INDEX - CULTURE & PEOPLEwww.islandbreath.org ID#0812-08
SUBJECT: PLANTATION DAYS
SOURCE: KATY ROSE firstname.lastname@example.org
POSTED: 4 JULY 2008 - 8:30am EST
What "Plantation Days" Can Teach Us
image above:Skeleton of Waimea Sugar mill on Plantation Day in 2005. Photo by Juan Wilson
by Katy Rose on 5 July 2008 in http://towardfreedom.blogspot.com
An article in today's Garden Island News offers a report on the nostalgic nature of Kekaha's Fourth of July celebration. Old photographs and mementos were collected to bring back memories of "plantation days."
Sometimes I hear from progressive white people here - malihini like myself, mostly - a kind of arrogant dismissal of what they see as naive nostalgia for an exploitative social system. This has bothered me for a while now, because I think it ignores an opportunity to understand and connect with the legitimate yearnings of local working class people.
This quote, from an event organizer, touches on the substance of that yearning: “It’s been a long time since we had a Fourth of July celebration,” said Mary Jane Buza, one of the steering committee members for the Kekaha celebration.
“We are trying to bring back that feeling when we used to get together as a community on days like this.”
It seems to me that those of us who arrive in Hawai'i with our heads full of terrific ideas should consider the values that existed during 'plantation days' and honor the yearning people express for a time when communities felt cohesive and supportive, when a lack of material wealth was compensated by a sense of security provided by deep social connection, when food gathered from the earth was shared freely between families and friends, when going to work didn't entail a gas-guzzling commute. These all sound like sound and wonderful things to yearn for, and, in fact, to work to regain.
They echo the visions of "smart planning" , environmental and sustainability advocates, yet there is often a gulf or distrust between local working-class people and such activists.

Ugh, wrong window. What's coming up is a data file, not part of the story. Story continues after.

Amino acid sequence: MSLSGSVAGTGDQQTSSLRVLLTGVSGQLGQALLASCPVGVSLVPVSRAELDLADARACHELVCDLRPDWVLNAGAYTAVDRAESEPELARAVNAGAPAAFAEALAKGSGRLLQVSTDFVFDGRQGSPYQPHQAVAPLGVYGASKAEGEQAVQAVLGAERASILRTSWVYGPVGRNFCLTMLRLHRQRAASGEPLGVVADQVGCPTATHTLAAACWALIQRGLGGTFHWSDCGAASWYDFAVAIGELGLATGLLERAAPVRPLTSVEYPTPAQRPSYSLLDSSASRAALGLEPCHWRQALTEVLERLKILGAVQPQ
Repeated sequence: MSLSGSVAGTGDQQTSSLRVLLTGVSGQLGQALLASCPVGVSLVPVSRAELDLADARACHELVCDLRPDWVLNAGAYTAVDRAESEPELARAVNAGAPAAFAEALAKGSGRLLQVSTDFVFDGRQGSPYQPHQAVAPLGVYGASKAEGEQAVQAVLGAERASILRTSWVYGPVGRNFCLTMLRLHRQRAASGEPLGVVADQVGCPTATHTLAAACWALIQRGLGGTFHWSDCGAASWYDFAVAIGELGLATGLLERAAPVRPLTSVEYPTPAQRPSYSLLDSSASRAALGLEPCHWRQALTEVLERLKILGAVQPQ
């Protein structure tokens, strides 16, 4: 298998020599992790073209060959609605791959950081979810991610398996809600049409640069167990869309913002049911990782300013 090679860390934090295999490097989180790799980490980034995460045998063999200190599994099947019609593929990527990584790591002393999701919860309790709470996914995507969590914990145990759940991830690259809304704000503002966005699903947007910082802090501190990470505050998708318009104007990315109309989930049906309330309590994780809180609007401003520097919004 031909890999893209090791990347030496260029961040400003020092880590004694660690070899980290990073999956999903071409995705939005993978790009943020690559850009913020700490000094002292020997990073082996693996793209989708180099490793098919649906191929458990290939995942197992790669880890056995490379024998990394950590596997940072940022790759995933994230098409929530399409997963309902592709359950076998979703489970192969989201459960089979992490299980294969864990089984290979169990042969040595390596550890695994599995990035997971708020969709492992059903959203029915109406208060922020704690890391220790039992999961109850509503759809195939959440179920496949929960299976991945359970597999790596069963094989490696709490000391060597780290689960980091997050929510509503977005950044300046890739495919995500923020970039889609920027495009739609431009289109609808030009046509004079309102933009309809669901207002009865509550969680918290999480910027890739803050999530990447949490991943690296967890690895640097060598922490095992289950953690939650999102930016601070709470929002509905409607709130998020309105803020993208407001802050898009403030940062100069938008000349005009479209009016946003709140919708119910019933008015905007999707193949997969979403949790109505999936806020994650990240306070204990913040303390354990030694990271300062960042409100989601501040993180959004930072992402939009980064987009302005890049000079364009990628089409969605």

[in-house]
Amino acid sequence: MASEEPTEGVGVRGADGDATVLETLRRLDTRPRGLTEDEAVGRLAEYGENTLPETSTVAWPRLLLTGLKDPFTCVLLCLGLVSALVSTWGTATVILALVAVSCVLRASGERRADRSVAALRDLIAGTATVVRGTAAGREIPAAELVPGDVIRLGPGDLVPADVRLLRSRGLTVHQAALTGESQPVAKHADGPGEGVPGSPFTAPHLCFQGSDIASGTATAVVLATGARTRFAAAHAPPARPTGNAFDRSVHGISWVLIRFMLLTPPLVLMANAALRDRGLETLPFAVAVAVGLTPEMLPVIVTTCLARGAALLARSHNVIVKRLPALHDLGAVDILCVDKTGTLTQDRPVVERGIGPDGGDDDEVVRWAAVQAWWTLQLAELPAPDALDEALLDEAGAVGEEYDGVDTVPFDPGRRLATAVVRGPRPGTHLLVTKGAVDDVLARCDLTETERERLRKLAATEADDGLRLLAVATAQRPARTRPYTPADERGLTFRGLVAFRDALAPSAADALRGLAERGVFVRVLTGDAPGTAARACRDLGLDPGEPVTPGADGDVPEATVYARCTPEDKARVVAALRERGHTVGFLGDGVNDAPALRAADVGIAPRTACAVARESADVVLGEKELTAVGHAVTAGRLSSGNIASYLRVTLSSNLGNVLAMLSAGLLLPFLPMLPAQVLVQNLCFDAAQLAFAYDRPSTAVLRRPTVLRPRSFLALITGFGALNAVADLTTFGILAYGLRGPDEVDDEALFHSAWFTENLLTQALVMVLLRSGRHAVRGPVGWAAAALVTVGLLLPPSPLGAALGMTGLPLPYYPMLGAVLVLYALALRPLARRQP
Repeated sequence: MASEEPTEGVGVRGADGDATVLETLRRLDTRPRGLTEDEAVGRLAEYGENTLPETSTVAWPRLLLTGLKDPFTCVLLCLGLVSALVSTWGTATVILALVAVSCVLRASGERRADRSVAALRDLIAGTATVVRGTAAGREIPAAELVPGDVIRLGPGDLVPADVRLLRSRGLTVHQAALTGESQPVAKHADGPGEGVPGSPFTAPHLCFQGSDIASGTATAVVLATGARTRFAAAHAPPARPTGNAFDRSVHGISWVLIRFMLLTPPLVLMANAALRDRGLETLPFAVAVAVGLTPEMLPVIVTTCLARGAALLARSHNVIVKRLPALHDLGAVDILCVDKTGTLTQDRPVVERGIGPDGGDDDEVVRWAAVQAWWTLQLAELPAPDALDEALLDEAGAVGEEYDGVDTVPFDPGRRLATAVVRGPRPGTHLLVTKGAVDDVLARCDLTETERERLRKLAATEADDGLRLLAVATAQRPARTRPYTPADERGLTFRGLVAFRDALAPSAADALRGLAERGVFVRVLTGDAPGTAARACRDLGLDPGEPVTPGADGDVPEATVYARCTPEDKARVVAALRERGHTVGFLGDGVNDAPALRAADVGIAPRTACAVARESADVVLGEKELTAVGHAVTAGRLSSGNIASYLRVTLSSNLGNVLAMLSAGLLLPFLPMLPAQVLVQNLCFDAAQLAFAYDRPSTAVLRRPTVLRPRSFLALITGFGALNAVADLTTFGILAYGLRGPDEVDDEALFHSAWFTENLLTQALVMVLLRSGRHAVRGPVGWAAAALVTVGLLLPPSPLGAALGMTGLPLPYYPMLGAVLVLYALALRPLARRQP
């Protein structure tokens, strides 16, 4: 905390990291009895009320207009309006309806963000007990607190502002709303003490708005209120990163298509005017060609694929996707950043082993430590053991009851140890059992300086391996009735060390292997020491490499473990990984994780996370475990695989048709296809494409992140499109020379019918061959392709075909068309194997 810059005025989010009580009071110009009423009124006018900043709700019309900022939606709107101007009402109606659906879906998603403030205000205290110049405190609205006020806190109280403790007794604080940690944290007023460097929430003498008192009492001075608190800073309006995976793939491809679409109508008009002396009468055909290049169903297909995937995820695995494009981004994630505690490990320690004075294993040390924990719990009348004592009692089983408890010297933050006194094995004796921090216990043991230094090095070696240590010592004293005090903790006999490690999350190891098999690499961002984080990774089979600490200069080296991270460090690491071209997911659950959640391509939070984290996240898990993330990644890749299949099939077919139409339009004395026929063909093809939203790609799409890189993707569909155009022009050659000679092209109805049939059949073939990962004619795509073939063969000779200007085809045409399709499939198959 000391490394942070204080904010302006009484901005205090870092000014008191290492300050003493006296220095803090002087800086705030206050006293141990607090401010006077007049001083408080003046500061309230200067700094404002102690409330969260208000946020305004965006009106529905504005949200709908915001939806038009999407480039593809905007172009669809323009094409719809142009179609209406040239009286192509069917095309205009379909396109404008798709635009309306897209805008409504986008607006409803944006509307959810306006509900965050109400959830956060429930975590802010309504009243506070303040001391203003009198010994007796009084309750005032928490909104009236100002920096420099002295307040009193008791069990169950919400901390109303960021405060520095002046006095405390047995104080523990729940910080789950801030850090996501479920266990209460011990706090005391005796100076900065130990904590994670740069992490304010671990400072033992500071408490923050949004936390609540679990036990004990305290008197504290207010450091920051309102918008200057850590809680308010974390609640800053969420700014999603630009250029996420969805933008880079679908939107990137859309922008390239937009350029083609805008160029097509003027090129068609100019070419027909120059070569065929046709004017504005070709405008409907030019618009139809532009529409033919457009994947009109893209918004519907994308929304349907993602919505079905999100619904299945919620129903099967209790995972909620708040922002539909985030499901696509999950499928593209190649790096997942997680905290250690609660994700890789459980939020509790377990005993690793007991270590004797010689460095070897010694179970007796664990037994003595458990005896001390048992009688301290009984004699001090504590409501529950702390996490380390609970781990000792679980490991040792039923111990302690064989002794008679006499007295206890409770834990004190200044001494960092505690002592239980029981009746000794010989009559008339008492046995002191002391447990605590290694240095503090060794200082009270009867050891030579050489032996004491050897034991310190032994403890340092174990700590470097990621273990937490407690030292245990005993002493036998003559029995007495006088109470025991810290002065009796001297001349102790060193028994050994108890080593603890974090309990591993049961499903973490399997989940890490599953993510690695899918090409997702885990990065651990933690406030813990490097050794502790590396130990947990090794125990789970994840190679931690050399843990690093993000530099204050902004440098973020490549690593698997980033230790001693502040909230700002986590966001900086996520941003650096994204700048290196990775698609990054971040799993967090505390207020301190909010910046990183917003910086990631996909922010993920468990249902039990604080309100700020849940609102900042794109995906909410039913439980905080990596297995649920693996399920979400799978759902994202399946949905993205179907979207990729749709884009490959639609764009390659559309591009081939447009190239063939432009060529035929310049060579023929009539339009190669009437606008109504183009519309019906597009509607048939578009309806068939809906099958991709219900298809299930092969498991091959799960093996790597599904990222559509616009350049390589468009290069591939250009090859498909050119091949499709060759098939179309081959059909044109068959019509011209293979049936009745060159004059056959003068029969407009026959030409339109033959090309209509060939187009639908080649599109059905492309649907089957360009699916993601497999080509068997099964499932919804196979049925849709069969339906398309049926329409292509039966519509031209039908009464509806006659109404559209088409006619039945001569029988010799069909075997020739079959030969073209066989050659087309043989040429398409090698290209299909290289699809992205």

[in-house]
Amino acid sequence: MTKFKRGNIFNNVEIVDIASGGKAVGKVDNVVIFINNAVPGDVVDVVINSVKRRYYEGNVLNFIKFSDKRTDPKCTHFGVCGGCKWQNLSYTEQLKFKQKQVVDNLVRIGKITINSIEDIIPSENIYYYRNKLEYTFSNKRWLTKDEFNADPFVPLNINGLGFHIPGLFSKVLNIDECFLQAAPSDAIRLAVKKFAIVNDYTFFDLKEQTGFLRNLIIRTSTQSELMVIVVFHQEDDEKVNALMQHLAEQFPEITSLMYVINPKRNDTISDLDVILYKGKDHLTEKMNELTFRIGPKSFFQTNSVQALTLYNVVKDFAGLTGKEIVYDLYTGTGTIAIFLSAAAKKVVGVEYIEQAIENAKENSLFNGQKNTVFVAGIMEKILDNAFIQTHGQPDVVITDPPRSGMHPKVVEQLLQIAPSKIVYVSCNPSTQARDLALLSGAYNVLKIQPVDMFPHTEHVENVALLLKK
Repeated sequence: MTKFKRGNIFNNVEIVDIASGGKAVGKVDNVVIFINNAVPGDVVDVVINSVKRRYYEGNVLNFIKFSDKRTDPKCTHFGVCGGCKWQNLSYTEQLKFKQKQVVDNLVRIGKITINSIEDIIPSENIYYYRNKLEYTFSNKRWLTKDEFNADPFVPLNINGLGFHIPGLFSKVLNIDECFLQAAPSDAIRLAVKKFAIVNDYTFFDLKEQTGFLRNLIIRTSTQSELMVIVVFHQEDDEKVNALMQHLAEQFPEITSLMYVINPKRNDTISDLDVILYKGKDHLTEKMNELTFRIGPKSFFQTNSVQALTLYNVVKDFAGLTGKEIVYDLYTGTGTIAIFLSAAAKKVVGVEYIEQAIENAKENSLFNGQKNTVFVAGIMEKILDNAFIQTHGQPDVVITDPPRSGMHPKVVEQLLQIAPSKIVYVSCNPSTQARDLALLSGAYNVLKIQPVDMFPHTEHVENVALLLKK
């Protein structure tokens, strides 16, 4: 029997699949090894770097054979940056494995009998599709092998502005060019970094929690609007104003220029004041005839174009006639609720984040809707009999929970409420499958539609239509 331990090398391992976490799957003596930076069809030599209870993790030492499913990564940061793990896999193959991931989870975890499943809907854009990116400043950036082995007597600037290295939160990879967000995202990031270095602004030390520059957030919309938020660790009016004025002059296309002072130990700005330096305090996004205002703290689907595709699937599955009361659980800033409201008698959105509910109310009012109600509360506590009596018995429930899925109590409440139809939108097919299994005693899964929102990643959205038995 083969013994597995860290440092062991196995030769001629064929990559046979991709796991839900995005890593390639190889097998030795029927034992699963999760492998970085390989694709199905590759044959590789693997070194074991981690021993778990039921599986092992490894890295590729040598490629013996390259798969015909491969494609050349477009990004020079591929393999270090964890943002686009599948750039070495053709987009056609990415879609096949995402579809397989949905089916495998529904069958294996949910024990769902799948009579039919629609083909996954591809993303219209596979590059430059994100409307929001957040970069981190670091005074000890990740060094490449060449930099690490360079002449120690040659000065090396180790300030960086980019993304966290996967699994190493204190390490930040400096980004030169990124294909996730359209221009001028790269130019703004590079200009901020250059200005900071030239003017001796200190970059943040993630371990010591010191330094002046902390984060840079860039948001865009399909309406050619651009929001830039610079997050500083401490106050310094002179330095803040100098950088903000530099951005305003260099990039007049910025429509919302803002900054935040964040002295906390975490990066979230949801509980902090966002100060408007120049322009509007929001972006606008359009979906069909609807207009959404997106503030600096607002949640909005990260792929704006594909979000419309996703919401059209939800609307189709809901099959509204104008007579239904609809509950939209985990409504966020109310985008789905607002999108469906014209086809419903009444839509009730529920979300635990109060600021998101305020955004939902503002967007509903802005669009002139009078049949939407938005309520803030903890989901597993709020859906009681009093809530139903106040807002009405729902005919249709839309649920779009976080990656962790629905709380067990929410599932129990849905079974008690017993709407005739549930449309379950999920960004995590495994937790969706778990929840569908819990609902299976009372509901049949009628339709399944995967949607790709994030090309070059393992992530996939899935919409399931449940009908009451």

Naturally, it makes sense to be critical of the patronizing and exploitative plantation system itself, where the rights of workers to adequate wages, benefits and safe working conditions were only won through intense labor struggles, and where respect for the health of the land was an afterthought. The new "plantations" - run by GMO corporations Syngenta and Monsanto and the military's PMRF- are imposing an exploitative and ecologically murderous logic on the community and must be challenged.
Yet, as the article states, Syngenta and Monsanto both donated fat sums to make yesterday's celebration successful. As much as this may trouble us progressives and radicals, I think we need to understand the complexity of the corporate/citizen relationship in working-class communities like Kekaha.
I believe "another world is possible," where communities can feel secure and prosperous without depending on exploitative and ecologically devastating labor arrangements, and where nobody has to choose between putting food on the table and the safety of their children. I believe that people can live in peace without armed coercion. I believe that neighborhoods can, and regularly do, find community-based solutions to their own problems. I believe it is possible to bring back the "good stuff" from the old days, leaving the "bad" social arrangements behind.
But this depends on people being able to work together toward common goals, and nothing shuts down camaraderie faster than arrogance and disrespect.
So, while I can almost anticipate a flurry of outrage from my progressive brethren that the community of Kekaha would accept blood money from the seed companies,
I hope that we can re asses our approach to working for that "other world," to ensure that our work is based in a commitment to mutual
understanding, trust, respect, sharing, and community-led efforts. Let's remember that those who have been here for a long time, whose families have labored in the fields and the mills, have a vision of community we can learn from.
Let's remember, as we struggle to define what "sustainability" would look like on Kaua'i, that there are many people here already who recall a "sustainable" past, and who employ sustainable practices right now. Let's leave all our arrogance behind and "meet people where they're at," without judgement and conflict...we'll save that for Syngenta, Monsanto and PMRF!
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